Apr 26 2013
School Board Makes Pitch For Full Funding
Friday, 26 April 2013

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    There was only one item on the agenda for the joint work session between the Kodiak Island Borough Assembly and Board of Education last night – the school district’s budget. The board passed a $48.7 million budget during Monday’s regular meeting, which included a $10.6 million funding request from the borough.
    That’s the state-allowed maximum, and the borough has only been funding about 96 percent of it in recent years. But as School Board President Melissa Borton said, less funding from state and federal sources has forced the district to request the additional $400,000 to meet the state cap.


--    (School Boro WS 1        :14        “Now we’re in a position where we’re reducing programs and working hard to maintain small class sizes and maintain programs. And we’re struggling. This is the first year I can say we’re really, really struggling.”)
    The district receives 62 percent of its operational revenue from the state. This year, that total came in at $34.3 million. But a last minute piece of legislation could send about $450,000 more to Kodiak. That money wasn’t included in the budget passed on Monday, or the request to the borough last night. Chief Business Officer Lisa Pearce said that’s because there are still a lot of questions regarding how they can be used.
--    (School Boro WS 2        :26        “Not because we were trying to hide them at all, but mainly because we didn’t’ want to put them into a document and have it appear that all of a sudden we have another $400,000 when it was made very, very clear by the legislators in a very forceful manner that these are to be considered one time funds, not operational funds and we should not plan to utilize them for any time of a reoccurring, or type of expense that is going to require some sort of sustainability.”)
    She said the budget bill amendment came through during the last day of the legislative session and appropriates an additional $21 million to schools based on their student enrollment numbers.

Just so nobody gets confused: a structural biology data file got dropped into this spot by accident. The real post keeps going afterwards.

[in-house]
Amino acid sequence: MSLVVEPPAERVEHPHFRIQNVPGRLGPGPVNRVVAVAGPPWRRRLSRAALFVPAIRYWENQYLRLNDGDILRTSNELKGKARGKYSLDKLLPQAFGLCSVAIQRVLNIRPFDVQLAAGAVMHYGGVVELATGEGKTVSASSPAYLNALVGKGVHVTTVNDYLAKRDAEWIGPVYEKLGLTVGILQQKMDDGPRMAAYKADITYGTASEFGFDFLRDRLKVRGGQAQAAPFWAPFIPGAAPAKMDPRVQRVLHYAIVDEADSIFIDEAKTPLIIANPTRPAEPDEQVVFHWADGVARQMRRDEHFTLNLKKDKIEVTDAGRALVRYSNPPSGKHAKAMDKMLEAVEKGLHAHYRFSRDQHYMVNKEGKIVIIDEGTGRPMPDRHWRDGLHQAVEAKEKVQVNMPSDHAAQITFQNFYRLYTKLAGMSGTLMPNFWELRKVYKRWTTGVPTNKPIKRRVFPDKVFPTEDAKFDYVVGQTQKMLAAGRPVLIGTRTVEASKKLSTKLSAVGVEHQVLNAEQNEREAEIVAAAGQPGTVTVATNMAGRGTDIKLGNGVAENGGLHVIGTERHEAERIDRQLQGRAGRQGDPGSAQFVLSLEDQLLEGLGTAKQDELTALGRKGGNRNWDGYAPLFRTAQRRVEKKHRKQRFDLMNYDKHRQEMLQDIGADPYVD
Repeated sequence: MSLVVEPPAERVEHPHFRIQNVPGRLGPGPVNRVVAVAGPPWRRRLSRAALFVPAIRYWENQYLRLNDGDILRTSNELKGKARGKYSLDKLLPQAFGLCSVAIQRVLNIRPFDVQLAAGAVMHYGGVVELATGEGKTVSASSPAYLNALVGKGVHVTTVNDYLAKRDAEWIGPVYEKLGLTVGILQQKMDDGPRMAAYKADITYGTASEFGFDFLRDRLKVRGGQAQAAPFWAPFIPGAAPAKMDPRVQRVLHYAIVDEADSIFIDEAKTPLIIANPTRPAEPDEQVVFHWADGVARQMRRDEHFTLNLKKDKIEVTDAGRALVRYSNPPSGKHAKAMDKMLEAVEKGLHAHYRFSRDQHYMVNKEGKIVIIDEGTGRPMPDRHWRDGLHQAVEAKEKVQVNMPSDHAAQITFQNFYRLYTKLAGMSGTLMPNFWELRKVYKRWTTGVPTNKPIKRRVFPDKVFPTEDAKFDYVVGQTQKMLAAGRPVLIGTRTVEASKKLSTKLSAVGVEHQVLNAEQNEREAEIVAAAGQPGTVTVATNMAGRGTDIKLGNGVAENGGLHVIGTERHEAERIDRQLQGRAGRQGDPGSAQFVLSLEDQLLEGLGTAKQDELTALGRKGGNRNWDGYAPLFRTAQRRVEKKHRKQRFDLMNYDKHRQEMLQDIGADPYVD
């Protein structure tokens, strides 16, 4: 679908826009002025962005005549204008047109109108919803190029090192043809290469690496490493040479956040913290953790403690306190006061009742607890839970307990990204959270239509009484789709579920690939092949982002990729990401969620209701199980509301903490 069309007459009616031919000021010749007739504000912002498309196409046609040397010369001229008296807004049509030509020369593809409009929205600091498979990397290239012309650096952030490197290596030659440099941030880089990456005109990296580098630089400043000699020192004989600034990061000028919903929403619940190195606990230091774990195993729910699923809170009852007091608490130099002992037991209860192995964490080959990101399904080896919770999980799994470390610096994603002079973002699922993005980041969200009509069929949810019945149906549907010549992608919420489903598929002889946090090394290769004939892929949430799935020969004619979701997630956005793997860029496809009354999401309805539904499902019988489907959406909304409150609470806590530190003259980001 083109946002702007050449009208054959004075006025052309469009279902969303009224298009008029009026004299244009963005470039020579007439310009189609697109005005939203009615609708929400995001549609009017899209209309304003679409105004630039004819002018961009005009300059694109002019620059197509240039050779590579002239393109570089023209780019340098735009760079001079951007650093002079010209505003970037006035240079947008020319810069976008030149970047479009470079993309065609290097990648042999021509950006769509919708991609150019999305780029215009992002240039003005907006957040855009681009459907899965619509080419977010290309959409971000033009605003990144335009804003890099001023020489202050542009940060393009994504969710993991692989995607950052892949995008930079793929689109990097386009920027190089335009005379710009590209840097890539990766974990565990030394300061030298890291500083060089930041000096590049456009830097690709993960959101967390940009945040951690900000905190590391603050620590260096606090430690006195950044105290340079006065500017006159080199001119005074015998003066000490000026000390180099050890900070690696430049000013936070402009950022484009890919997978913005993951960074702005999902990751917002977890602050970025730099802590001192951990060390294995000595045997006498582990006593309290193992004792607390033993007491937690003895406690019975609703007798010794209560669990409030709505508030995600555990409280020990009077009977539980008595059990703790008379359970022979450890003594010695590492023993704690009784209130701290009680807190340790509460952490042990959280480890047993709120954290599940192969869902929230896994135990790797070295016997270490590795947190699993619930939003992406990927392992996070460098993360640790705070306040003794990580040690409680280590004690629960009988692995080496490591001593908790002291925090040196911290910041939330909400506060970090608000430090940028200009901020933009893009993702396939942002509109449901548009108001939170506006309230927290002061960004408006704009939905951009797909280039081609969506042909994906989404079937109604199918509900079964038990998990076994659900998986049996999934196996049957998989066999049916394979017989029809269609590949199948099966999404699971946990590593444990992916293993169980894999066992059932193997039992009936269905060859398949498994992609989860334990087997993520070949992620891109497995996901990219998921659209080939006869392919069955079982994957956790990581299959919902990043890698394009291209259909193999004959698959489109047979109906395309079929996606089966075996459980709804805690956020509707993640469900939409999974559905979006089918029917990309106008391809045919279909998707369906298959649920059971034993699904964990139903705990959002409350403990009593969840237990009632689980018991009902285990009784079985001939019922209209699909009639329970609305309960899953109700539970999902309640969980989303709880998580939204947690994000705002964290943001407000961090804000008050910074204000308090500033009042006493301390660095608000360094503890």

--    (School Boro WS 3        :24        “Each district was to use the funds for, and it’s underlined there, it’s verbatim out of the amendment, they were to be used for student safety and security enhancement, for fixed cost and energy relief. Now that is the classification for districts that have an average daily membership of 4,500 or less, which Kodiak falls under that. So we would have that additional flexibility.”)
    Ideally, Pearce said the district would put the funds to energy costs and free up other money in the budget. But that falls under operational costs, which districts were advised not to use the money for.
    Other districts across the state are also confused about the expectation for the funds, and the matter has gone to the attorney general for clarification. In the meantime, the district opted to leave the numbers out.
    Back to the budget. The district approached this budget cycle through attrition. As staff members retired or resigned, specialty teachers were moved into those roles to keep class sizes down. Faculty sharing between the Middle and High School helped ease the loss of teachers, but the same wasn’t so for elementary schools. The additional $400,000 the district is requesting from the borough would pay for new hires in primary grades and help keep class sizes low.
    There was little discussion on the budget, but Assemblywoman Carol Austerman cut to the chase.  
--    (School Boro WS 4        :28        “And so how many teachers is $399,000? A little less than four. It would be four. We would find a way to make it four.”)
     That was Superintendent Stewart McDonald saying the additional funding request would fund four full time teachers in the elementary schools.
    The borough assembly will review the funding request during its work session on May 9 and put it to a vote during its regular meeting on May 16.